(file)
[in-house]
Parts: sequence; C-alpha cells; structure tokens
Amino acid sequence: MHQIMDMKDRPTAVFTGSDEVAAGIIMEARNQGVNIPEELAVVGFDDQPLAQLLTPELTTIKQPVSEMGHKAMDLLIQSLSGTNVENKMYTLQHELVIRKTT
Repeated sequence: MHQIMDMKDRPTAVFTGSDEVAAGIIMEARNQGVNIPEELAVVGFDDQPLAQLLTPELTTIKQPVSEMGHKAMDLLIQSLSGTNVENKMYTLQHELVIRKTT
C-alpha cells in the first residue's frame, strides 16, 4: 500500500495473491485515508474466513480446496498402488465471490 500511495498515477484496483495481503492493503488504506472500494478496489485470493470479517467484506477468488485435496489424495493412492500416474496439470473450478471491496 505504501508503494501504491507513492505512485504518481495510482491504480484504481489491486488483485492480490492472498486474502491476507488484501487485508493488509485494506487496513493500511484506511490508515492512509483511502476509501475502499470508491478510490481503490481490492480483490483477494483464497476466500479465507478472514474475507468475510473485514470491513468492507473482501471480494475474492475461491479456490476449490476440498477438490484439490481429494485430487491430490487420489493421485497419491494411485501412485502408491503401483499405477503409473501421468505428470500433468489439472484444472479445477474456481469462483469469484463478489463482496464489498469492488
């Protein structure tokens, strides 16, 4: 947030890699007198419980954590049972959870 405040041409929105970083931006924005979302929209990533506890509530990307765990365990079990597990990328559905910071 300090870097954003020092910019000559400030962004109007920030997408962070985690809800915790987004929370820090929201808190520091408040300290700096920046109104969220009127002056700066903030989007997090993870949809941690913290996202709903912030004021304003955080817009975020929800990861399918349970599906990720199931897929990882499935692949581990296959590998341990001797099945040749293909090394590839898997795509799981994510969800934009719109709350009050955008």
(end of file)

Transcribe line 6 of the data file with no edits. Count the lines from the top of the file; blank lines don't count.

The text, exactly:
């Protein structure tokens, strides 16, 4: 947030890699007198419980954590049972959870 405040041409929105970083931006924005979302929209990533506890509530990307765990365990079990597990990328559905910071 300090870097954003020092910019000559400030962004109007920030997408962070985690809800915790987004929370820090929201808190520091408040300290700096920046109104969220009127002056700066903030989007997090993870949809941690913290996202709903912030004021304003955080817009975020929800990861399918349970599906990720199931897929990882499935692949581990296959590998341990001797099945040749293909090394590839898997795509799981994510969800934009719109709350009050955008």